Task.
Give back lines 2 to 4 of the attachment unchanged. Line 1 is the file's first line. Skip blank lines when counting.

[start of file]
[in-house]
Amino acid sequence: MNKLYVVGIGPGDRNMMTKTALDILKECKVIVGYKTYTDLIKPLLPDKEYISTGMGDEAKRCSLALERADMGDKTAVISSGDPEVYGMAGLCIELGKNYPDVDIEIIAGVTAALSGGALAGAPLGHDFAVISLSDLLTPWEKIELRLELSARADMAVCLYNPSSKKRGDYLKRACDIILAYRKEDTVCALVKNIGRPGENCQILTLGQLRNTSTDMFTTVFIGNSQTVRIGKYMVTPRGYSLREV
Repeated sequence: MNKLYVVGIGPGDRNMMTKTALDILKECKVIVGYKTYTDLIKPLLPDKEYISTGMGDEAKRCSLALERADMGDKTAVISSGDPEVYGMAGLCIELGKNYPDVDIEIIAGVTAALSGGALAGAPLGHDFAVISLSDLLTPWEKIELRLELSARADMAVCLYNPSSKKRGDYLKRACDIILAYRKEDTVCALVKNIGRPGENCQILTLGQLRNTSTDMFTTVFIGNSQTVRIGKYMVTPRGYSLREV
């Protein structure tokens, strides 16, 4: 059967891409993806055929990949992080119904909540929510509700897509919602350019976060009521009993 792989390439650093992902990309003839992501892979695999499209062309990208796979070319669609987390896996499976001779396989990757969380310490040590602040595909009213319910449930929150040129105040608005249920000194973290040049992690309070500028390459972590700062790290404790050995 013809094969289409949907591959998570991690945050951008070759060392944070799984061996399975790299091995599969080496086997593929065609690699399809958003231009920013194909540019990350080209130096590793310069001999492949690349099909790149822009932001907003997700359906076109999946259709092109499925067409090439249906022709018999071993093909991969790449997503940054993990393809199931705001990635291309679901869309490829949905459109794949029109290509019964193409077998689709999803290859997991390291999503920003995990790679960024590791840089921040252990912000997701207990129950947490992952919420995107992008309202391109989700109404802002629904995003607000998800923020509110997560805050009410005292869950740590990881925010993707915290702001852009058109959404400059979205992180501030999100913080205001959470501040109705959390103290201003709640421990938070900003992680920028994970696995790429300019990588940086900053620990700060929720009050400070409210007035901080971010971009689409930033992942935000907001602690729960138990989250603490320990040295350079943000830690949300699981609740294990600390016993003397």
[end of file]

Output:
Amino acid sequence: MNKLYVVGIGPGDRNMMTKTALDILKECKVIVGYKTYTDLIKPLLPDKEYISTGMGDEAKRCSLALERADMGDKTAVISSGDPEVYGMAGLCIELGKNYPDVDIEIIAGVTAALSGGALAGAPLGHDFAVISLSDLLTPWEKIELRLELSARADMAVCLYNPSSKKRGDYLKRACDIILAYRKEDTVCALVKNIGRPGENCQILTLGQLRNTSTDMFTTVFIGNSQTVRIGKYMVTPRGYSLREV
Repeated sequence: MNKLYVVGIGPGDRNMMTKTALDILKECKVIVGYKTYTDLIKPLLPDKEYISTGMGDEAKRCSLALERADMGDKTAVISSGDPEVYGMAGLCIELGKNYPDVDIEIIAGVTAALSGGALAGAPLGHDFAVISLSDLLTPWEKIELRLELSARADMAVCLYNPSSKKRGDYLKRACDIILAYRKEDTVCALVKNIGRPGENCQILTLGQLRNTSTDMFTTVFIGNSQTVRIGKYMVTPRGYSLREV
């Protein structure tokens, strides 16, 4: 059967891409993806055929990949992080119904909540929510509700897509919602350019976060009521009993 792989390439650093992902990309003839992501892979695999499209062309990208796979070319669609987390896996499976001779396989990757969380310490040590602040595909009213319910449930929150040129105040608005249920000194973290040049992690309070500028390459972590700062790290404790050995 013809094969289409949907591959998570991690945050951008070759060392944070799984061996399975790299091995599969080496086997593929065609690699399809958003231009920013194909540019990350080209130096590793310069001999492949690349099909790149822009932001907003997700359906076109999946259709092109499925067409090439249906022709018999071993093909991969790449997503940054993990393809199931705001990635291309679901869309490829949905459109794949029109290509019964193409077998689709999803290859997991390291999503920003995990790679960024590791840089921040252990912000997701207990129950947490992952919420995107992008309202391109989700109404802002629904995003607000998800923020509110997560805050009410005292869950740590990881925010993707915290702001852009058109959404400059979205992180501030999100913080205001959470501040109705959390103290201003709640421990938070900003992680920028994970696995790429300019990588940086900053620990700060929720009050400070409210007035901080971010971009689409930033992942935000907001602690729960138990989250603490320990040295350079943000830690949300699981609740294990600390016993003397």